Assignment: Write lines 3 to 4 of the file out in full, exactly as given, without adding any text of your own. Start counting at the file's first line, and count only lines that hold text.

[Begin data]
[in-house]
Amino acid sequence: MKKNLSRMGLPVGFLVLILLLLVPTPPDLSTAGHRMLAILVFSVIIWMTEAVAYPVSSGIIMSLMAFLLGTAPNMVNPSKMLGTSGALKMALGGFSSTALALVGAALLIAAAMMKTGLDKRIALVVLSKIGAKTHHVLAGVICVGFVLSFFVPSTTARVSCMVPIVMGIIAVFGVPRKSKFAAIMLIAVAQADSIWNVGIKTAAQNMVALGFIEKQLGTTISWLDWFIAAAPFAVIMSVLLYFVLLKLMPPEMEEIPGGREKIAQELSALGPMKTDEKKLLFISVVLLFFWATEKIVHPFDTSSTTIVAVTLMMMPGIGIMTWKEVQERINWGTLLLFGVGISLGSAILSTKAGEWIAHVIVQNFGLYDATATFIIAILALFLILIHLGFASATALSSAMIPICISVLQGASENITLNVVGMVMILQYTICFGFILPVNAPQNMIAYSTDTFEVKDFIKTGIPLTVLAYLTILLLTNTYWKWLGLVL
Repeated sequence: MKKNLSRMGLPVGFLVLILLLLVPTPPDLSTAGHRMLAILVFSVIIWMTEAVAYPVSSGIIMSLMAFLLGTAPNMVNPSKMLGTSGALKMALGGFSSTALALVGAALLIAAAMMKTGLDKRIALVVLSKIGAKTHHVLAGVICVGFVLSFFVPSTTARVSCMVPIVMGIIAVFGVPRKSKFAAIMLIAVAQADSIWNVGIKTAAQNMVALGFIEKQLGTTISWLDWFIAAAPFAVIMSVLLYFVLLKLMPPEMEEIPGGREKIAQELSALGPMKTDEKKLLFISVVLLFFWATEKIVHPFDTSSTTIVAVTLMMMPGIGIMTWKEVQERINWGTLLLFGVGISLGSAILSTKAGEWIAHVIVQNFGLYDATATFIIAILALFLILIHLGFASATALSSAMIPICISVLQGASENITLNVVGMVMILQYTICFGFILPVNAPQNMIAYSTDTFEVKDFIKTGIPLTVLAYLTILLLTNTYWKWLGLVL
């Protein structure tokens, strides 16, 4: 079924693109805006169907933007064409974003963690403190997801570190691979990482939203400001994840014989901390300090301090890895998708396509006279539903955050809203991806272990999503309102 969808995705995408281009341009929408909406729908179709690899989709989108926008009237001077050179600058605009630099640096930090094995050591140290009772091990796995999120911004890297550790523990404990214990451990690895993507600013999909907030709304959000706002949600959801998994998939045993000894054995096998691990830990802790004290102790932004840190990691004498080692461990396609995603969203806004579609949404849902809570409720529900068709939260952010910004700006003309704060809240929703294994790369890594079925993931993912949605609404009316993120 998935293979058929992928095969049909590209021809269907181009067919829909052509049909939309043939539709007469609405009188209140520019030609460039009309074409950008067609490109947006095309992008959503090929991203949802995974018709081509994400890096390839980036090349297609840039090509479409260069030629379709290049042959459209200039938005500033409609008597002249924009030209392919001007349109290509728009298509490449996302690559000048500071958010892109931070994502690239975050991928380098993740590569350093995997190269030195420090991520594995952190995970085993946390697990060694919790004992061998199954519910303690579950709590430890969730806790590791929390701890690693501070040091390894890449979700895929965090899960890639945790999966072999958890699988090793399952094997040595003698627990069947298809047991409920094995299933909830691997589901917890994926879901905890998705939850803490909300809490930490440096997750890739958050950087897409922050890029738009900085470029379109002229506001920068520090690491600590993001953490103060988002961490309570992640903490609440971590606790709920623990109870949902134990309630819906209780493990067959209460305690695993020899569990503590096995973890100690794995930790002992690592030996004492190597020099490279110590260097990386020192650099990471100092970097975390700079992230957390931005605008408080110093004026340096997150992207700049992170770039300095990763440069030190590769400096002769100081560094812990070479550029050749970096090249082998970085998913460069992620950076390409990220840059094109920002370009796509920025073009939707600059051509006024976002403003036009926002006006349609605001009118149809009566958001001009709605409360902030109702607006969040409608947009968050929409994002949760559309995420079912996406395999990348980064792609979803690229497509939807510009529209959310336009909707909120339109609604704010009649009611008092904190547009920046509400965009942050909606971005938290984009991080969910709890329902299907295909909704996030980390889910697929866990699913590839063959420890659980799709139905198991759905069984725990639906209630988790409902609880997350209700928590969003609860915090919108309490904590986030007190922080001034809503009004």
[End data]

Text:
Repeated sequence: MKKNLSRMGLPVGFLVLILLLLVPTPPDLSTAGHRMLAILVFSVIIWMTEAVAYPVSSGIIMSLMAFLLGTAPNMVNPSKMLGTSGALKMALGGFSSTALALVGAALLIAAAMMKTGLDKRIALVVLSKIGAKTHHVLAGVICVGFVLSFFVPSTTARVSCMVPIVMGIIAVFGVPRKSKFAAIMLIAVAQADSIWNVGIKTAAQNMVALGFIEKQLGTTISWLDWFIAAAPFAVIMSVLLYFVLLKLMPPEMEEIPGGREKIAQELSALGPMKTDEKKLLFISVVLLFFWATEKIVHPFDTSSTTIVAVTLMMMPGIGIMTWKEVQERINWGTLLLFGVGISLGSAILSTKAGEWIAHVIVQNFGLYDATATFIIAILALFLILIHLGFASATALSSAMIPICISVLQGASENITLNVVGMVMILQYTICFGFILPVNAPQNMIAYSTDTFEVKDFIKTGIPLTVLAYLTILLLTNTYWKWLGLVL
């Protein structure tokens, strides 16, 4: 079924693109805006169907933007064409974003963690403190997801570190691979990482939203400001994840014989901390300090301090890895998708396509006279539903955050809203991806272990999503309102 969808995705995408281009341009929408909406729908179709690899989709989108926008009237001077050179600058605009630099640096930090094995050591140290009772091990796995999120911004890297550790523990404990214990451990690895993507600013999909907030709304959000706002949600959801998994998939045993000894054995096998691990830990802790004290102790932004840190990691004498080692461990396609995603969203806004579609949404849902809570409720529900068709939260952010910004700006003309704060809240929703294994790369890594079925993931993912949605609404009316993120 998935293979058929992928095969049909590209021809269907181009067919829909052509049909939309043939539709007469609405009188209140520019030609460039009309074409950008067609490109947006095309992008959503090929991203949802995974018709081509994400890096390839980036090349297609840039090509479409260069030629379709290049042959459209200039938005500033409609008597002249924009030209392919001007349109290509728009298509490449996302690559000048500071958010892109931070994502690239975050991928380098993740590569350093995997190269030195420090991520594995952190995970085993946390697990060694919790004992061998199954519910303690579950709590430890969730806790590791929390701890690693501070040091390894890449979700895929965090899960890639945790999966072999958890699988090793399952094997040595003698627990069947298809047991409920094995299933909830691997589901917890994926879901905890998705939850803490909300809490930490440096997750890739958050950087897409922050890029738009900085470029379109002229506001920068520090690491600590993001953490103060988002961490309570992640903490609440971590606790709920623990109870949902134990309630819906209780493990067959209460305690695993020899569990503590096995973890100690794995930790002992690592030996004492190597020099490279110590260097990386020192650099990471100092970097975390700079992230957390931005605008408080110093004026340096997150992207700049992170770039300095990763440069030190590769400096002769100081560094812990070479550029050749970096090249082998970085998913460069992620950076390409990220840059094109920002370009796509920025073009939707600059051509006024976002403003036009926002006006349609605001009118149809009566958001001009709605409360902030109702607006969040409608947009968050929409994002949760559309995420079912996406395999990348980064792609979803690229497509939807510009529209959310336009909707909120339109609604704010009649009611008092904190547009920046509400965009942050909606971005938290984009991080969910709890329902299907295909909704996030980390889910697929866990699913590839063959420890659980799709139905198991759905069984725990639906209630988790409902609880997350209700928590969003609860915090919108309490904590986030007190922080001034809503009004």